The Maltese Falcon by Dasheill Hammett: A review

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Author: Dasheill Hammett

Rating: 5/5

Pages: 217

Link: The Maltese Falcon

 

 

“A gripping, riveting, criss-cross tale of changing loyalties and detective genius.”

Maltese Falcon is not just a crime novel; it is a work of art rightly crowned among the top ten crime novels by CWA (crime writer’s association). A vintage of sorts, the story even after being adapted number of times, is still fresh off the stove.

Sam Spade is a hardboiled detective. A tough chap with a long and bony jaw, a characteristic v shaped chin, thick brows and a stoic look in his eyes who sets precedent for detectives that would follow. In the words of Dasheill Hammett, “He looked rather pleasantly like a blond satan.”

Sam Spade and his partner, Miles Archer are hired by Miss Wonderley to track down her sister who eloped with a man named Floyd Thursby. They didn’t trust Miss Wonderley’s story but they trust her money. Things go awry when both Flyod Thursby and Sam’s partner are found murdered. Miss Wonderley turned out to be Brigid O’Shaughnessy and the thing that she’s really after, is a jewel encrusted bird.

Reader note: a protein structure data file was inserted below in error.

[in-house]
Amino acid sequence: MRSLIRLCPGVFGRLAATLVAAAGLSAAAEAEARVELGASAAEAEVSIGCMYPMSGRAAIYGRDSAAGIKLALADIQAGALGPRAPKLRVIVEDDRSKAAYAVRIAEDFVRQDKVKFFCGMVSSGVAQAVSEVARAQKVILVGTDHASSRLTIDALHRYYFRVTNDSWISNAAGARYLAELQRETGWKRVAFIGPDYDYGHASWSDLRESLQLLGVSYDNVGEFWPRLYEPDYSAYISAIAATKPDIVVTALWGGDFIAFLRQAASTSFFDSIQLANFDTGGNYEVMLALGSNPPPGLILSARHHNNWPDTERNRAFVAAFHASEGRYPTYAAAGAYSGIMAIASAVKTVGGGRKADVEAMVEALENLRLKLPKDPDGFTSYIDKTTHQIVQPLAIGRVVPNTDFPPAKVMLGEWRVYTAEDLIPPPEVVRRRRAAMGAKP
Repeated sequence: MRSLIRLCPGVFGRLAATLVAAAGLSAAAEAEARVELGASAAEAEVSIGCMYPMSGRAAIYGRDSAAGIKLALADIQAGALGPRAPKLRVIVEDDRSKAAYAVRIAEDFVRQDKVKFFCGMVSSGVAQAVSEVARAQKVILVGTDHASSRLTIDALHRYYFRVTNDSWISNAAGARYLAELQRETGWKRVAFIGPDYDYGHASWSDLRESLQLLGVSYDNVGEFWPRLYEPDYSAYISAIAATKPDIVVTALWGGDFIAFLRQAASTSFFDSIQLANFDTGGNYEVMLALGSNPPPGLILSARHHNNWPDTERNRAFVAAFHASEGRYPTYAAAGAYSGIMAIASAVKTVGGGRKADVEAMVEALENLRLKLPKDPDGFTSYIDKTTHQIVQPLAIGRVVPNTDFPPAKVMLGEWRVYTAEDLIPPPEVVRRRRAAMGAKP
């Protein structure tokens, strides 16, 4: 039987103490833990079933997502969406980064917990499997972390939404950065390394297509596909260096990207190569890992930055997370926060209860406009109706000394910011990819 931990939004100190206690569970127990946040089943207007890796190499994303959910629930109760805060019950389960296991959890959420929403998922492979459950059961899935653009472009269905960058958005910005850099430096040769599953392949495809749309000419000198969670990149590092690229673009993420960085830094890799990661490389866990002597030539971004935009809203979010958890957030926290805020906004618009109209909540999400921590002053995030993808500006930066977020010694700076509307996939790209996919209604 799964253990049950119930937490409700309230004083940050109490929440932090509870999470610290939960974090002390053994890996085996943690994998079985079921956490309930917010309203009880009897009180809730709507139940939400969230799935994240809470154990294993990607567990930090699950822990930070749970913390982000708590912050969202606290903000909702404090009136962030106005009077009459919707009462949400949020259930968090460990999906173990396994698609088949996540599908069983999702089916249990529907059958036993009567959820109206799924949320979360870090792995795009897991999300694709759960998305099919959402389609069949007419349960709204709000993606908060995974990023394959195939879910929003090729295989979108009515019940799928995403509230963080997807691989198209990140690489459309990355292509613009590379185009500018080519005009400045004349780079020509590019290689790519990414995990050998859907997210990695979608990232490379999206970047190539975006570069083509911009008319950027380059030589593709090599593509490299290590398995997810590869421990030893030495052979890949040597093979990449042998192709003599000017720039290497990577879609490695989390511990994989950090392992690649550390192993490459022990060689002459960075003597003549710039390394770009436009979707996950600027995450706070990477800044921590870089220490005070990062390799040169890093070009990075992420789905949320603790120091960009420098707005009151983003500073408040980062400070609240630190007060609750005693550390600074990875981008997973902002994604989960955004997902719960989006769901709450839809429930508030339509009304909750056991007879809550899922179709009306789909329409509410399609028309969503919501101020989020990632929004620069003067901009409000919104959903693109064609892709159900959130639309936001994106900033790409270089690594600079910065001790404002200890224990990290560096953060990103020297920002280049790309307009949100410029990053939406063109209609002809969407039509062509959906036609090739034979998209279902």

The best part of the novel is the way Hammett unveils the plot, chapter by chapter, like a morning sun clearing the fog. The book is divided into chapters with intriguing titles where characters change loyalties with changing state of affairs. Every single character is a suspect with his/her own agenda and secrets.

The novel is very verbose, like there is a need to explain every action with dialogues and conversations. At times it reads like a movie script. But the dialogues and quotes are a piece of literary marvel, so much so that at times, I stopped myself and read the quotes again and again.

The reason why I find this novel a gem of a detective story can best be explained with a small example from the novel itself, “She said she has been asleep but she hadn’t. She had wrinkled up the bed but the wrinkles weren’t mashed down.” Only a writer with a firsthand experience in deduction can write something so ingeniously good.

The Maltese Falcon has all the qualities of a noir crime classic; a story that deals with disorder, disaffection and dissatisfaction, a protagonist with a queer sense of justice and the crime that is reflective of the times in which it is written.

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